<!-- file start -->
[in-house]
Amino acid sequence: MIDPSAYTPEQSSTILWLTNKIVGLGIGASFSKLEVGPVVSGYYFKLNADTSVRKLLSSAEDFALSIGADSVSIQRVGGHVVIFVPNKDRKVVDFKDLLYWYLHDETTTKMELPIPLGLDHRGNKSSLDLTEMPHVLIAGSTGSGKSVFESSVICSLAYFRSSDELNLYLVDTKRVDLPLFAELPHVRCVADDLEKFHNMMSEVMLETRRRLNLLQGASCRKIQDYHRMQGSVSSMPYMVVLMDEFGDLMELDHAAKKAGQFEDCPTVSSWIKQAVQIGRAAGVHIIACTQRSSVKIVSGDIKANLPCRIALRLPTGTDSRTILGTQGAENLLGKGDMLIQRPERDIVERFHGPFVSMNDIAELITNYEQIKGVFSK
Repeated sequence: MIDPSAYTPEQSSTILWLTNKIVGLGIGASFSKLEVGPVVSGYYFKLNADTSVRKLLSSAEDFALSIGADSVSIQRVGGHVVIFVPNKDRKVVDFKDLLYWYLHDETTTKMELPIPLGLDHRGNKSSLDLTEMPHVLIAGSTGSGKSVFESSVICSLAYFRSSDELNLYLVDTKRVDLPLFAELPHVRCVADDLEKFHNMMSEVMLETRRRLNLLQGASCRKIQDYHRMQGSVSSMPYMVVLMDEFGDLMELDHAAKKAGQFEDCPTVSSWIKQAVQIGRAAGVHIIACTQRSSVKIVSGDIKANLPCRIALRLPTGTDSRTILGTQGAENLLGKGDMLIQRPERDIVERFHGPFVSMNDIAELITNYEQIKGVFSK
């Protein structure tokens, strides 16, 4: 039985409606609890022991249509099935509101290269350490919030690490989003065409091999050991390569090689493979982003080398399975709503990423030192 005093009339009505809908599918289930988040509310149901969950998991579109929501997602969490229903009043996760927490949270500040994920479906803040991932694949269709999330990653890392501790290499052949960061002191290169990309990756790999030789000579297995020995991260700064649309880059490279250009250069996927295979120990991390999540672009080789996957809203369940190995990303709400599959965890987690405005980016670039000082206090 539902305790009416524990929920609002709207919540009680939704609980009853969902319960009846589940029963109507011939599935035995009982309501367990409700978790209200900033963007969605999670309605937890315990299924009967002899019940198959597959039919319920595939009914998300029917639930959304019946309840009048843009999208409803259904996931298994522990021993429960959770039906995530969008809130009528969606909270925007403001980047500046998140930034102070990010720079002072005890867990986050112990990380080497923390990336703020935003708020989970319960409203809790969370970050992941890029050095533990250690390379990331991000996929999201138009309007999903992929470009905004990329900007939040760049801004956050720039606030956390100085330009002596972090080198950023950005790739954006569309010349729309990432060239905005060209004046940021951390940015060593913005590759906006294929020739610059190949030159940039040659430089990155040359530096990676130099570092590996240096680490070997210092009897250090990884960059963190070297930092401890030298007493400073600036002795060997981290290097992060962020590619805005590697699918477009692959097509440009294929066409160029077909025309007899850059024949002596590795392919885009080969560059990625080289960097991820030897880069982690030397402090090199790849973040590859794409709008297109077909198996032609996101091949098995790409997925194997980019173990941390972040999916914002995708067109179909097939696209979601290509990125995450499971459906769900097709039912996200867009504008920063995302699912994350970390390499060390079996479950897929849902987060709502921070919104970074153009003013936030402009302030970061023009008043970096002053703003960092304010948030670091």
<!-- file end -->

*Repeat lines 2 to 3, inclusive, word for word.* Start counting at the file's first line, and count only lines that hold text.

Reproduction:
Amino acid sequence: MIDPSAYTPEQSSTILWLTNKIVGLGIGASFSKLEVGPVVSGYYFKLNADTSVRKLLSSAEDFALSIGADSVSIQRVGGHVVIFVPNKDRKVVDFKDLLYWYLHDETTTKMELPIPLGLDHRGNKSSLDLTEMPHVLIAGSTGSGKSVFESSVICSLAYFRSSDELNLYLVDTKRVDLPLFAELPHVRCVADDLEKFHNMMSEVMLETRRRLNLLQGASCRKIQDYHRMQGSVSSMPYMVVLMDEFGDLMELDHAAKKAGQFEDCPTVSSWIKQAVQIGRAAGVHIIACTQRSSVKIVSGDIKANLPCRIALRLPTGTDSRTILGTQGAENLLGKGDMLIQRPERDIVERFHGPFVSMNDIAELITNYEQIKGVFSK
Repeated sequence: MIDPSAYTPEQSSTILWLTNKIVGLGIGASFSKLEVGPVVSGYYFKLNADTSVRKLLSSAEDFALSIGADSVSIQRVGGHVVIFVPNKDRKVVDFKDLLYWYLHDETTTKMELPIPLGLDHRGNKSSLDLTEMPHVLIAGSTGSGKSVFESSVICSLAYFRSSDELNLYLVDTKRVDLPLFAELPHVRCVADDLEKFHNMMSEVMLETRRRLNLLQGASCRKIQDYHRMQGSVSSMPYMVVLMDEFGDLMELDHAAKKAGQFEDCPTVSSWIKQAVQIGRAAGVHIIACTQRSSVKIVSGDIKANLPCRIALRLPTGTDSRTILGTQGAENLLGKGDMLIQRPERDIVERFHGPFVSMNDIAELITNYEQIKGVFSK